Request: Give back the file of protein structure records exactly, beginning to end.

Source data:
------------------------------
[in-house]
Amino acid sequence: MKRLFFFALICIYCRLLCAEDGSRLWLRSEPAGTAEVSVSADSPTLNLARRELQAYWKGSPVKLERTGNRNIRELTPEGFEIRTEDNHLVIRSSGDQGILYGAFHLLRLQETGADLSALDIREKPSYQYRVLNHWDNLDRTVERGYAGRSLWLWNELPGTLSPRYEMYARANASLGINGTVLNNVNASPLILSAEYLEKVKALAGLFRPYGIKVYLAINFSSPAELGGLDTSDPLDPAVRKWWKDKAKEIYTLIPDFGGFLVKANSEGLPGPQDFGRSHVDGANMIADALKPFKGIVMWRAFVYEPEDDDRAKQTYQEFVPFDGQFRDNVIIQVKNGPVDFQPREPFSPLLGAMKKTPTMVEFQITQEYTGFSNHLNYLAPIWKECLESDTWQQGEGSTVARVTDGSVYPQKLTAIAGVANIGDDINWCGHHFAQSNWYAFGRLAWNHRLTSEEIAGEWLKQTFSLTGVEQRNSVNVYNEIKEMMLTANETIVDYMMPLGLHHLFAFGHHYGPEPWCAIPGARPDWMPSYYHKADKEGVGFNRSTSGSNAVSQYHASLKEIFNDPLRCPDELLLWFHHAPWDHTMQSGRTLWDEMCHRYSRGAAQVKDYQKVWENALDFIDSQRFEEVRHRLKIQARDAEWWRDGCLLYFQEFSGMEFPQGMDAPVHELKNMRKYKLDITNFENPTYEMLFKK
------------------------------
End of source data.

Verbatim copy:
[in-house]
Amino acid sequence: MKRLFFFALICIYCRLLCAEDGSRLWLRSEPAGTAEVSVSADSPTLNLARRELQAYWKGSPVKLERTGNRNIRELTPEGFEIRTEDNHLVIRSSGDQGILYGAFHLLRLQETGADLSALDIREKPSYQYRVLNHWDNLDRTVERGYAGRSLWLWNELPGTLSPRYEMYARANASLGINGTVLNNVNASPLILSAEYLEKVKALAGLFRPYGIKVYLAINFSSPAELGGLDTSDPLDPAVRKWWKDKAKEIYTLIPDFGGFLVKANSEGLPGPQDFGRSHVDGANMIADALKPFKGIVMWRAFVYEPEDDDRAKQTYQEFVPFDGQFRDNVIIQVKNGPVDFQPREPFSPLLGAMKKTPTMVEFQITQEYTGFSNHLNYLAPIWKECLESDTWQQGEGSTVARVTDGSVYPQKLTAIAGVANIGDDINWCGHHFAQSNWYAFGRLAWNHRLTSEEIAGEWLKQTFSLTGVEQRNSVNVYNEIKEMMLTANETIVDYMMPLGLHHLFAFGHHYGPEPWCAIPGARPDWMPSYYHKADKEGVGFNRSTSGSNAVSQYHASLKEIFNDPLRCPDELLLWFHHAPWDHTMQSGRTLWDEMCHRYSRGAAQVKDYQKVWENALDFIDSQRFEEVRHRLKIQARDAEWWRDGCLLYFQEFSGMEFPQGMDAPVHELKNMRKYKLDITNFENPTYEMLFKK